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Posted On: Tuesday, 6/24/2014 9:48 am
A: Our Explore the Basics section discusses the first GM crop introduced into the marketplace, the Flavr Savr tomato:   “The Flavr Savr tomato was the first GM food crop to be available commercially in the United States, in 1994. It was created to be less perishable. Weak harvests and costly shipping methods combined to make this tomato not a commercial success.  As a result, the Flavr Savr tomato was commercialized for only three years.”   You might also be interested in the... Continue Reading
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Posted On: Saturday, 7/12/2014 8:06 pm
A: You raise a very valid point. There is no scientific reason why organic growers cannot use genetically engineered plants. In fact, when GM plants first came on the market, I thought the organic growers would be the first to use them. The fact that plants could be engineered to avoid any spraying with insecticides would be ideal for the organic growers. Clearly I was wrong. Perhaps the arbitrary ban placed on GE technology by the organic community is because the use of genetic engineering... Continue Reading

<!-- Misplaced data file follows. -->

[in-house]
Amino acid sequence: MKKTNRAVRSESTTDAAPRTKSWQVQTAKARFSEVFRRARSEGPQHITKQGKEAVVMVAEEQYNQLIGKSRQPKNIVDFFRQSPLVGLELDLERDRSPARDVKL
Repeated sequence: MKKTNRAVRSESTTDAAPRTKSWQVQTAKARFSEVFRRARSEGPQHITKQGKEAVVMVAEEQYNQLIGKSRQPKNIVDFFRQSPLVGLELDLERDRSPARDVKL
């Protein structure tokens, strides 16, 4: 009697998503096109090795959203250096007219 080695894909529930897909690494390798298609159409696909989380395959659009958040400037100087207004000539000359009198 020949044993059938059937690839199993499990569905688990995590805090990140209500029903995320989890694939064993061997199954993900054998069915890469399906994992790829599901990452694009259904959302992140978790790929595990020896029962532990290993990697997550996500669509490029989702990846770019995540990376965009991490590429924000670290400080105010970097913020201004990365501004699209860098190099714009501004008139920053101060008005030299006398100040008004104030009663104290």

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Posted On: Tuesday, 7/01/2014 6:02 pm
A: There are several ways in which society could increase the food produced without using GMO, but few would believe that these are "better" than GMO. For example, feeding the animals that we eat requires more resources (land, water, etc.) than if we just consumed the crops that we feed them directly. In other words, if we all became vegetarians, then there would be more food available. However, many would not believe this is "better" than using GMO tools to increase current food production.... Continue Reading
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Posted On: Wednesday, 8/13/2014 2:55 am
A: There is only one report in a lower-impact journal regarding this topic. Dinel et al. (2003) use a sensitive method to analyze plant material and soil associated with one line of Bt and one line of non-Bt corn. The authors claim to find significant differences in various molecules — quite a few, actually. They also suggest negative effects on soil bacteria associated with the Bt corn. My main concern is that the data from this limited study are done with improper controls and then are... Continue Reading
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Posted On: Monday, 5/12/2014 7:43 am
A: In all organisms, mRNA functions in translation of genetic information from the genome into proteins that are used for various functions in the cell. This is also true for papaya. Certain mRNAs that are highly abundant can trigger the plant's "immune system." The plant's response is to destroy these specific mRNAs and prevent the production of the corresponding proteins. Scientists have used this property of mRNA to engineer papaya to be resistant to the papaya ringspot virus. The scientists... Continue Reading

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